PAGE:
High School Students Having Less Sex

Government research shows decline in teens' involvement in risky behaviors.

Government research shows decline in teens’ involvement in risky behaviors.

Researchers have noted a sharp decline in teen participation in several risky behaviors. Among those behaviors are sexual activity, using alcohol and other drugs, and smoking. A spokesman for the National Campaign to Prevent Teen and Unplanned Pregnancy remarked, “I think you can call this the cautious generation.”

In a national survey of high school students, 41 per cent of the respondents reported having had sex; this compares with 47 per cent over the precious decade. Approximately 30 per cent of the teens reported having sex within the previous three months, down from 34-35 per cent reported in each of the previous six surveys. About 11 per cent reported having four or more sex partners, a decline from 14-15 per cent over the previous decade. About 4 per cent reported having sex before the age of 13, a decrease from 6-7 per cent.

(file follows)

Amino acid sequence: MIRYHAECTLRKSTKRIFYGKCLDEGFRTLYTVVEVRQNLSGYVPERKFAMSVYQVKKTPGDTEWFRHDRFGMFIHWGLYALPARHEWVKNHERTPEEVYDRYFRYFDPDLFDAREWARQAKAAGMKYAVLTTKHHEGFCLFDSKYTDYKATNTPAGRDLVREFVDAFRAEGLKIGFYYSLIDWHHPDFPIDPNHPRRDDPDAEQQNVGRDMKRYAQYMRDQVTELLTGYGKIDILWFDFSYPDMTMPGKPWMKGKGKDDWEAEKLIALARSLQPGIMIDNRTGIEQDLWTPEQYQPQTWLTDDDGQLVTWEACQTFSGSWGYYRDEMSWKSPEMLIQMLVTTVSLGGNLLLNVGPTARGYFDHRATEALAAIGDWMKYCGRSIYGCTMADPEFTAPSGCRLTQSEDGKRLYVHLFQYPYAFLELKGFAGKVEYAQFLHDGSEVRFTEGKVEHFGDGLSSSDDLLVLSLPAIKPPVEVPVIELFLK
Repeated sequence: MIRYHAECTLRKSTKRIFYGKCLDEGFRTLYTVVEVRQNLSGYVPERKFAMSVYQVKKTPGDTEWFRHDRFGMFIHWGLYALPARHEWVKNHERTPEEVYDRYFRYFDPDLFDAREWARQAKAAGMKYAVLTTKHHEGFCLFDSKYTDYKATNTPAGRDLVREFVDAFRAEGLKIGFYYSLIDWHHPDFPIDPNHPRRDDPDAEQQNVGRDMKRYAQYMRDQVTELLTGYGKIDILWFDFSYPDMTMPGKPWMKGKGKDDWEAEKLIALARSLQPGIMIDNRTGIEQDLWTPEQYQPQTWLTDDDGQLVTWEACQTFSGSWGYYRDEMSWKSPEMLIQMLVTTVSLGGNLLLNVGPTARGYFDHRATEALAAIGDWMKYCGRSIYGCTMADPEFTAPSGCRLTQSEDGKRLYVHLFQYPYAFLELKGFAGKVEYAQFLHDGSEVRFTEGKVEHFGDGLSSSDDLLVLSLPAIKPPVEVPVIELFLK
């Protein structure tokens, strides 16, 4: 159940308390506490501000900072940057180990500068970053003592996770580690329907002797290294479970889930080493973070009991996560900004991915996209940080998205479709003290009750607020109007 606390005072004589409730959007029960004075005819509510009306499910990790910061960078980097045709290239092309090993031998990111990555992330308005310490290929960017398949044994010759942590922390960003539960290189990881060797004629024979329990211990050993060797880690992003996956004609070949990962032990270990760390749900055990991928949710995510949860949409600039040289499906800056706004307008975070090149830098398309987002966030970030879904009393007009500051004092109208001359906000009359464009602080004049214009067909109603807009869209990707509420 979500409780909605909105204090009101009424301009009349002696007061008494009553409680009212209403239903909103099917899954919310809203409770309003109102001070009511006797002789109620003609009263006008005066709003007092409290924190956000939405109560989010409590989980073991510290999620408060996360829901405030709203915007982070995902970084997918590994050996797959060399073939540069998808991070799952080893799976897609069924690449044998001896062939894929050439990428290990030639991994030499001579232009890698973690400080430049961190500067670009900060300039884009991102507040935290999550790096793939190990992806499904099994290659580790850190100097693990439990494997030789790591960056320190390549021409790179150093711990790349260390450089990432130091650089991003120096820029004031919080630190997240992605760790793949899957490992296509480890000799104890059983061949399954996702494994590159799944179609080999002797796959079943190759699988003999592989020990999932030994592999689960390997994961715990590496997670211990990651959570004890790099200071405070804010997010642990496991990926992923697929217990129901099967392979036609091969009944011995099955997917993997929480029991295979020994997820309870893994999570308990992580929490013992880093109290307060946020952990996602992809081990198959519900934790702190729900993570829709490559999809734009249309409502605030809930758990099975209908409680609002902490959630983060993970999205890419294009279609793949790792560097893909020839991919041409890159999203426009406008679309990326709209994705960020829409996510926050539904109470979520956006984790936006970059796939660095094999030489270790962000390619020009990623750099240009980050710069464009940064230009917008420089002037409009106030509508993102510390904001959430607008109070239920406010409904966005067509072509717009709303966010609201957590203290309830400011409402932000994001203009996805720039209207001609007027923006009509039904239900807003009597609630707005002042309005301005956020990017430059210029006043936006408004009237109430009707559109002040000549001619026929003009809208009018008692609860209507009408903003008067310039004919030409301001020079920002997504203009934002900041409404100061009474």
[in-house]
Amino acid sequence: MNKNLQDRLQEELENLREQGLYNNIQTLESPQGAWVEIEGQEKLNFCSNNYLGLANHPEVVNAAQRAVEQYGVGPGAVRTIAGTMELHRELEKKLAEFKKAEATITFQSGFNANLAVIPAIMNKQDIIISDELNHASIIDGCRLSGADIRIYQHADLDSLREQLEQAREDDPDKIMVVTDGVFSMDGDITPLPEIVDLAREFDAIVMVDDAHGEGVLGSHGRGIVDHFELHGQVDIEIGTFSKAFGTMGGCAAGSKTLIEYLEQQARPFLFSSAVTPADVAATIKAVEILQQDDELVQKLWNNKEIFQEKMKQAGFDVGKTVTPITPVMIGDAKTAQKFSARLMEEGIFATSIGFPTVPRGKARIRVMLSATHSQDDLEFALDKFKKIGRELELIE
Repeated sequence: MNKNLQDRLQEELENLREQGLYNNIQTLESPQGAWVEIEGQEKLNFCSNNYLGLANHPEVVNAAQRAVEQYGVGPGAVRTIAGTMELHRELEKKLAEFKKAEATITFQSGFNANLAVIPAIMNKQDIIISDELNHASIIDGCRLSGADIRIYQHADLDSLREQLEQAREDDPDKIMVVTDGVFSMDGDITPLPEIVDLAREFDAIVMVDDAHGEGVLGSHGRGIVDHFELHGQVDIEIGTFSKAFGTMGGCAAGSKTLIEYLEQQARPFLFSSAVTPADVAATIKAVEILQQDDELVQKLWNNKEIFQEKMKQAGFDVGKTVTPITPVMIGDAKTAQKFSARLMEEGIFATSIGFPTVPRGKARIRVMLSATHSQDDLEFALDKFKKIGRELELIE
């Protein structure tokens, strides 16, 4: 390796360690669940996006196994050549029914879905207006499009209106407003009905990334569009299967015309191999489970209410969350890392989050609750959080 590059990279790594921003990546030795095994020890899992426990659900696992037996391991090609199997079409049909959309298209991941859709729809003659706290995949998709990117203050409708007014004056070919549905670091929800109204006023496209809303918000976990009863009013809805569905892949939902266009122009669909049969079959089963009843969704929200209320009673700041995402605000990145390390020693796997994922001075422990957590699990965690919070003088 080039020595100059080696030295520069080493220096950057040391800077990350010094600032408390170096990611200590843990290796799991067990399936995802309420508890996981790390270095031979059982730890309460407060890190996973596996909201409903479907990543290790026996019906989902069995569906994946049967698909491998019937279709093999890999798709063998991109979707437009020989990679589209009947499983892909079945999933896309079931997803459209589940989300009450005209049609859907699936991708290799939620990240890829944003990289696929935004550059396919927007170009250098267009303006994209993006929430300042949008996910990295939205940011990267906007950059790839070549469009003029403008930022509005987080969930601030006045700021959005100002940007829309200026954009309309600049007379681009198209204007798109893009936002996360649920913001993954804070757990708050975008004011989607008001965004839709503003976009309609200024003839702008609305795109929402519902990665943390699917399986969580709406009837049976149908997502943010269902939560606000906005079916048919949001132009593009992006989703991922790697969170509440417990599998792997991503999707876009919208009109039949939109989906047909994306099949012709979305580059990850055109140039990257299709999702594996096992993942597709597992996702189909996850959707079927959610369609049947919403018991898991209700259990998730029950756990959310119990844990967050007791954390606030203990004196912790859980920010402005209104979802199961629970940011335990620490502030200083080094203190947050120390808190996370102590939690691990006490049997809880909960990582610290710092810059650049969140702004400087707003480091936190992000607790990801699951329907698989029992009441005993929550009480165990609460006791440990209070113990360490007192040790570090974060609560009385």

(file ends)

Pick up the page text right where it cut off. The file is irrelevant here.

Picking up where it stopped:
Among the other findings of the survey are: Just under 33 per cent of the students had at least one alcoholic drink in the previous month, down from 35 per cent in the last survey. About 11 per cent of those responding smoked a cigarette in the previous month, the lowest level ever, and down from 27 per cent. Just under 22 per cent of the teens reported using marijuana in the previous month, a slight decrease from the previous two surveys. Approximately 24 per cent had used e-cigarettes or vaping products; this was the first time students had been queried about this behavior. Use of illegal drugs also declined: 2 percent for heroin, 5 percent for cocaine, 5 percent for ecstasy, and 6 per cent for hallucinogenic drugs such as LSD.

The Centers for Disease Control and Prevention conducts a national survey on youth behavior every two years. Participants in the current survey included 16,000 students at 125 schools. The schools were both public and private. Participation in the study was voluntary, but required parental permission, and responses were anonymous.

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